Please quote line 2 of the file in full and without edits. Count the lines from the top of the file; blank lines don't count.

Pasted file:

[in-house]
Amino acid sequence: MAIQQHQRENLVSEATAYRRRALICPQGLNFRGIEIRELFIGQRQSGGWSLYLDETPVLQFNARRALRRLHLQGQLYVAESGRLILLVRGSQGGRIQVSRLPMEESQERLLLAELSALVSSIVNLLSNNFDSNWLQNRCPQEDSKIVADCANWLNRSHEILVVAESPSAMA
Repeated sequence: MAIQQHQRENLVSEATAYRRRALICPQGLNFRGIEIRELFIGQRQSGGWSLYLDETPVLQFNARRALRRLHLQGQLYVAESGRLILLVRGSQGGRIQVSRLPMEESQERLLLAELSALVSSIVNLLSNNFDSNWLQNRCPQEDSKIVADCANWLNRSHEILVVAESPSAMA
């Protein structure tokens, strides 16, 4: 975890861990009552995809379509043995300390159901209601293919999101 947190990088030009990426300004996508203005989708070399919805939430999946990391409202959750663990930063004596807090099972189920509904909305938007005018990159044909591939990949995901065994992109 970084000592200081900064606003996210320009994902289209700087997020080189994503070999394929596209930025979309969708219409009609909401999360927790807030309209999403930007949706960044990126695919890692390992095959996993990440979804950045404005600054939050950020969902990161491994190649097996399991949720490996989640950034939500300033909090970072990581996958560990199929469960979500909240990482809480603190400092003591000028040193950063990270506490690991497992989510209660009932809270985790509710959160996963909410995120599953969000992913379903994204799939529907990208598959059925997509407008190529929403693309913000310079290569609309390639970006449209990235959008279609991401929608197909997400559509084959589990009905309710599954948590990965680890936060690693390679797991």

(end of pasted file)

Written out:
Amino acid sequence: MAIQQHQRENLVSEATAYRRRALICPQGLNFRGIEIRELFIGQRQSGGWSLYLDETPVLQFNARRALRRLHLQGQLYVAESGRLILLVRGSQGGRIQVSRLPMEESQERLLLAELSALVSSIVNLLSNNFDSNWLQNRCPQEDSKIVADCANWLNRSHEILVVAESPSAMA